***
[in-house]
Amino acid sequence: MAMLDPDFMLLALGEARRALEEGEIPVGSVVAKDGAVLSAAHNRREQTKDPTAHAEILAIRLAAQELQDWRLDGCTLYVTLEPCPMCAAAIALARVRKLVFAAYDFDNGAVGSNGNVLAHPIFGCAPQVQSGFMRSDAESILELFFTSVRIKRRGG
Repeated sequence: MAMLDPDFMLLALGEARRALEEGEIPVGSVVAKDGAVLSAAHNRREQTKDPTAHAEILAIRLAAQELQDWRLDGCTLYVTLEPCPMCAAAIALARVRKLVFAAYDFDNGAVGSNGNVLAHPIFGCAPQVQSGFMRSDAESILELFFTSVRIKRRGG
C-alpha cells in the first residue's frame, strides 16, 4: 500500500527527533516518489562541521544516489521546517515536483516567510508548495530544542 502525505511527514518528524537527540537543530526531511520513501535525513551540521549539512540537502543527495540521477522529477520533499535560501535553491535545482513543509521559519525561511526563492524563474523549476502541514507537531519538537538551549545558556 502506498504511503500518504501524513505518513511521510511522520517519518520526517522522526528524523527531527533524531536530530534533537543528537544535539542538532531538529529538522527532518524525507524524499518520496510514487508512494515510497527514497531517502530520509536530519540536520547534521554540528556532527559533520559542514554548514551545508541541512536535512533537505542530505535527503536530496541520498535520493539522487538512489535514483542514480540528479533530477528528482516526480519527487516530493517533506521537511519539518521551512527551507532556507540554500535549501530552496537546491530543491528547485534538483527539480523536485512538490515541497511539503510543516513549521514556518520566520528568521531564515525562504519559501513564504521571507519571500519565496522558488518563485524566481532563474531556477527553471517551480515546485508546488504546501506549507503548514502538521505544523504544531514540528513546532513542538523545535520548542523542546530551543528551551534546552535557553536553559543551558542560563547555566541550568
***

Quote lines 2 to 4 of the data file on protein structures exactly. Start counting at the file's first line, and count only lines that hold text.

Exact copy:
Amino acid sequence: MAMLDPDFMLLALGEARRALEEGEIPVGSVVAKDGAVLSAAHNRREQTKDPTAHAEILAIRLAAQELQDWRLDGCTLYVTLEPCPMCAAAIALARVRKLVFAAYDFDNGAVGSNGNVLAHPIFGCAPQVQSGFMRSDAESILELFFTSVRIKRRGG
Repeated sequence: MAMLDPDFMLLALGEARRALEEGEIPVGSVVAKDGAVLSAAHNRREQTKDPTAHAEILAIRLAAQELQDWRLDGCTLYVTLEPCPMCAAAIALARVRKLVFAAYDFDNGAVGSNGNVLAHPIFGCAPQVQSGFMRSDAESILELFFTSVRIKRRGG
C-alpha cells in the first residue's frame, strides 16, 4: 500500500527527533516518489562541521544516489521546517515536483516567510508548495530544542 502525505511527514518528524537527540537543530526531511520513501535525513551540521549539512540537502543527495540521477522529477520533499535560501535553491535545482513543509521559519525561511526563492524563474523549476502541514507537531519538537538551549545558556 502506498504511503500518504501524513505518513511521510511522520517519518520526517522522526528524523527531527533524531536530530534533537543528537544535539542538532531538529529538522527532518524525507524524499518520496510514487508512494515510497527514497531517502530520509536530519540536520547534521554540528556532527559533520559542514554548514551545508541541512536535512533537505542530505535527503536530496541520498535520493539522487538512489535514483542514480540528479533530477528528482516526480519527487516530493517533506521537511519539518521551512527551507532556507540554500535549501530552496537546491530543491528547485534538483527539480523536485512538490515541497511539503510543516513549521514556518520566520528568521531564515525562504519559501513564504521571507519571500519565496522558488518563485524566481532563474531556477527553471517551480515546485508546488504546501506549507503548514502538521505544523504544531514540528513546532513542538523545535520548542523542546530551543528551551534546552535557553536553559543551558542560563547555566541550568